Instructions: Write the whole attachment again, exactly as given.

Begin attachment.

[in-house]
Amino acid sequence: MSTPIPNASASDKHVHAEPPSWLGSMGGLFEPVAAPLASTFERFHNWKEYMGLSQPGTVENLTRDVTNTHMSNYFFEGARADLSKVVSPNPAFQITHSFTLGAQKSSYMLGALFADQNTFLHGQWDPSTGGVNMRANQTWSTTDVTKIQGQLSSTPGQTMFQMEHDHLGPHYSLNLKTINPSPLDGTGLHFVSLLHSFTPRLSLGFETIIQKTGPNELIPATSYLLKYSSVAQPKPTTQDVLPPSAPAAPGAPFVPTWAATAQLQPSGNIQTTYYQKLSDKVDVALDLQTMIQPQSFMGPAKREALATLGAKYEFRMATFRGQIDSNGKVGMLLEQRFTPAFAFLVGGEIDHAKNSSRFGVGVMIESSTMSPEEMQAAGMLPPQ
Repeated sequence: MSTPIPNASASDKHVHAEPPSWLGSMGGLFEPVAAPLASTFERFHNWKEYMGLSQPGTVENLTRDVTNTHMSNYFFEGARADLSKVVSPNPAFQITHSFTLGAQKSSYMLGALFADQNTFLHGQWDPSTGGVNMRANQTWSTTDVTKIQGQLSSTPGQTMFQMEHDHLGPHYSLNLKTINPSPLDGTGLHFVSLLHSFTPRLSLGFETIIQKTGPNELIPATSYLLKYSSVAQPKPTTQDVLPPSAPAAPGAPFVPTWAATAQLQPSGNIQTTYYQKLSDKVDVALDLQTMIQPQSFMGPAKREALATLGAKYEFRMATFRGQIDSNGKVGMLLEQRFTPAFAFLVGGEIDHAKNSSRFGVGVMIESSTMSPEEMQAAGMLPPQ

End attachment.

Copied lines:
[in-house]
Amino acid sequence: MSTPIPNASASDKHVHAEPPSWLGSMGGLFEPVAAPLASTFERFHNWKEYMGLSQPGTVENLTRDVTNTHMSNYFFEGARADLSKVVSPNPAFQITHSFTLGAQKSSYMLGALFADQNTFLHGQWDPSTGGVNMRANQTWSTTDVTKIQGQLSSTPGQTMFQMEHDHLGPHYSLNLKTINPSPLDGTGLHFVSLLHSFTPRLSLGFETIIQKTGPNELIPATSYLLKYSSVAQPKPTTQDVLPPSAPAAPGAPFVPTWAATAQLQPSGNIQTTYYQKLSDKVDVALDLQTMIQPQSFMGPAKREALATLGAKYEFRMATFRGQIDSNGKVGMLLEQRFTPAFAFLVGGEIDHAKNSSRFGVGVMIESSTMSPEEMQAAGMLPPQ
Repeated sequence: MSTPIPNASASDKHVHAEPPSWLGSMGGLFEPVAAPLASTFERFHNWKEYMGLSQPGTVENLTRDVTNTHMSNYFFEGARADLSKVVSPNPAFQITHSFTLGAQKSSYMLGALFADQNTFLHGQWDPSTGGVNMRANQTWSTTDVTKIQGQLSSTPGQTMFQMEHDHLGPHYSLNLKTINPSPLDGTGLHFVSLLHSFTPRLSLGFETIIQKTGPNELIPATSYLLKYSSVAQPKPTTQDVLPPSAPAAPGAPFVPTWAATAQLQPSGNIQTTYYQKLSDKVDVALDLQTMIQPQSFMGPAKREALATLGAKYEFRMATFRGQIDSNGKVGMLLEQRFTPAFAFLVGGEIDHAKNSSRFGVGVMIESSTMSPEEMQAAGMLPPQ